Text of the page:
# Introduction:You have recently been hired as a Financial Analyst in the Finance Department of Zeta Auto Corporation which is seeking to expand production. The CFO asks you to help decide whether the f

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Introduction:

You have recently been hired as a Financial Analyst in the Finance Department of Zeta Auto Corporation which is seeking to expand production. The CFO asks you to help decide whether the firm should set up a new plant to manufacture the roadster model, the Zeta Spenza.

Deliverables:

Write a report providing the CFO with your recommendation whether Zeta should set up the plant to produce the Spenzas and support your recommendation by in-depth analysis in Excel. In your report, explain the results of each portion of your analysis (represented by the tabs on the Excel template). Submit all the completed Excel worksheets with the completed responses to the questions posed to support your report and recommendation. Report should include a one-page Executive Summary summarizing the results of your analysis and recommendation.

Project Data

To assess the suitability of the project you begin by listing the various cash flows. A consultant has been paid $50,000 to do a market survey. She reports back that Zeta can price Spenzas at $80,000 per car and sell 5,000 cars next year (in year 1), then sales will peak at 7,000 in year 2 and after that they will start declining with 6,000 Spenzas sold in year 3, 4,000 in year 4, and 3,000 in year 5. After that the sales decline won’t make manufacturing of Spenzas profitable. The consultant also estimates that introduction of Spenza model will cannibalize the sale of an existing model, the Zeta Monza, resulting in 1,000 fewer units of the Monza sold in each of the 5 years. Monza’s are priced at $65,000.

After 5 years it is expected the Spenza will be phased out, and the plant will be put to other uses generating cash flow of $15 M annually.

The cost of setting up the plant is to be $250 M with annual manufacturing capacity of 10,000 cars. It is a one-time capital investment made at the very beginning of the project. In addition, at the beginning of each year the plant will require an outlay of Net Working Capital equal to 4.75% of direct manufacturing costs (excluding labor and overheads) in the coming year. The NWC outlay will be recovered at the end of the project in year 5.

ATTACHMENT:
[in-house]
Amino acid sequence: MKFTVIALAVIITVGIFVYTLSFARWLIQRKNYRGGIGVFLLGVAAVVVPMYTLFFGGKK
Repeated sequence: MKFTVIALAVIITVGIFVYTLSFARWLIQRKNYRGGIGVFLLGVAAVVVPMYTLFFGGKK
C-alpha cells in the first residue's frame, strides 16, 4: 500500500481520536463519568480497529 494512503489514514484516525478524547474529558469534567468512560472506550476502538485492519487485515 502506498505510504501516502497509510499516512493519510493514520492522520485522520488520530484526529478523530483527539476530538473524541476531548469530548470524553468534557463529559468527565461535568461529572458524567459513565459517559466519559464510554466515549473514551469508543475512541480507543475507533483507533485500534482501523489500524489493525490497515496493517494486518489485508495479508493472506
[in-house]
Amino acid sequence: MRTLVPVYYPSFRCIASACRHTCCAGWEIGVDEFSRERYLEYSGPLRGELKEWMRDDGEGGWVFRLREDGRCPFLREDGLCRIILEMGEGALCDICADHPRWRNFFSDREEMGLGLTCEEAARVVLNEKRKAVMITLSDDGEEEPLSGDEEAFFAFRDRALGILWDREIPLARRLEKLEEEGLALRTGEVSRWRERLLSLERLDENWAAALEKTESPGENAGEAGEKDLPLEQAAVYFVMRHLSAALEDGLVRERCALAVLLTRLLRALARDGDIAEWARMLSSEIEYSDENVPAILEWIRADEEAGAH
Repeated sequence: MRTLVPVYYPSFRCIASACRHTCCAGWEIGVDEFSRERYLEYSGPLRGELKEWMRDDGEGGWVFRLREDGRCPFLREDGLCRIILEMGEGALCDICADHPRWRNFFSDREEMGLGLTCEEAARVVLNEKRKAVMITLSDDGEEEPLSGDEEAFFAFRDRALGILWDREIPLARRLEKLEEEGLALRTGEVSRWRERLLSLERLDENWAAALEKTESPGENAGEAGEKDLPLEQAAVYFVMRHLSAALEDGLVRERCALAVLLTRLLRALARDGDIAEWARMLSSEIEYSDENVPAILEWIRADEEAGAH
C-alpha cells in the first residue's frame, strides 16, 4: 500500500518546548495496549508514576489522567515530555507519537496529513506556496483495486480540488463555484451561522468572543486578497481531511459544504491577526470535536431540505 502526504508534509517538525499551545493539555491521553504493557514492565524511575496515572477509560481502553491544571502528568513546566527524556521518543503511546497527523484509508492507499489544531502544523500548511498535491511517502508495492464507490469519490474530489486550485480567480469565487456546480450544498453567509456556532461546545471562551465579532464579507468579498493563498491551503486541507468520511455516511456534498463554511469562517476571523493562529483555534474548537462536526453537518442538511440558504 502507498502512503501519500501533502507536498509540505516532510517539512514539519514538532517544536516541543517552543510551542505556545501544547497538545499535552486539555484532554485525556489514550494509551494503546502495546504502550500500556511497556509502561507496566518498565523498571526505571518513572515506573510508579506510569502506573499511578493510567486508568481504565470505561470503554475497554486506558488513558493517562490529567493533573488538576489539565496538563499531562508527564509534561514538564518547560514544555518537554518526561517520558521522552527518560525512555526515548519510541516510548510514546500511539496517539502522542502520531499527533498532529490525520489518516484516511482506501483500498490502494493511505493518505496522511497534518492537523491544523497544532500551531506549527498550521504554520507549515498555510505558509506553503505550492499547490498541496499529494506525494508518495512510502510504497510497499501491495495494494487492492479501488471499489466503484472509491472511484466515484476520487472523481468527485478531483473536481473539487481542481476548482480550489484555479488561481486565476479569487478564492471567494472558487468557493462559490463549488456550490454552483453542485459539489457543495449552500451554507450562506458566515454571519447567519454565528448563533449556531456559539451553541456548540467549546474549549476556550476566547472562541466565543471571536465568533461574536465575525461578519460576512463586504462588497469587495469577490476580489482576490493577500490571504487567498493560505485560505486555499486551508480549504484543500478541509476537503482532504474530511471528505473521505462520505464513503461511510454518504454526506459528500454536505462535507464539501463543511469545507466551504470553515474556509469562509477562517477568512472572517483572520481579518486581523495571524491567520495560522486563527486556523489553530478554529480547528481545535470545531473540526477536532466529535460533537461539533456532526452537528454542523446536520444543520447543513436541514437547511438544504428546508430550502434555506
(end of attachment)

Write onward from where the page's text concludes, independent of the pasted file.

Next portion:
The CFO provided you with historical information about Monza’s cost structure (Excel sheet attached) and noticed that Spenza will have the following differences:

· Spenza’s body will be made from reinforced carbon, which makes the car lighter, thus significantly improving mileage range per battery charge. About 80% of the carbon cost is the cost of energy and the estimated carbon cost body per car of $14,000 is based on electricity cost of 7 cents /per kWh, which is the current cost of electricity in Michigan, where the plant will be located. This cost is 70% of the average nationwide retail electricity price. EIA nationwide electricity cost projections for future years are provided in the Excel sheet.

· Battery Pack cost for Spenza is $15,000 per car.

· Cost of materials for engine and other parts will be identical to Monza’s.

· Labor cost of $4,000 per car is based on annual production of 10,000 Spenza’s. Labor is unionized; number of workers and wages do not depend on the number of units produced.

· Overheads at the new plant will be identical to total overheads at the existing Monza plant.

IRS allows you to straight line depreciate the cost of the plant over 4 years for tax purposes (equal depreciation in all years and not an accelerated schedule of depreciation). You have a choice to use 3 year MACRS depreciation schedule (see the Excel sheet attached)

If you recommend setting up the plant, you should also consider that the plant will occupy a piece of land which the firm could put to other uses. These alternative uses would earn the firm $15 M annually.

Modeling Financial Metrics and Cash Flows

Depreciation

You have to decide whether Zeta should set up the plant to produce the Spenza’s by answering the following series of questions. After having enumerated the various cash flows you are now ready to analyze the project using capital budgeting techniques and project analysis methods.

· What will be the depreciation for tax purposes from the investment in the Spenza plant using the straight line method? What will be the depreciation using MACRS? Which schedule would you recommend to use?

EBIT

· What will be the costs and revenues for the first four years? What will be the incremental EBIT (Earnings before Interest and Taxes) each year?

Interest and Taxes

You now have to need to determine interest costs and taxes. Assume that the cost of setting up the plant will be 50% financed by debt with an interest rate of 7%.

At this point you are getting closer to the cash flows the project will produce, and need to determine the tax rate. You research tax rates and determine that the appropriate tax rate after the tax reform is 21%.

· What incremental taxes Zeta will pay if the Spenza plant is set up?

Net Income

· What will be the Net Income for Zeta from the project each year?

Incremental OCF

Now you can calculate the net increase in cash flows from the project.

· What will be the incremental OCF (Operating Cash Flow) each year?

Free Cash Flow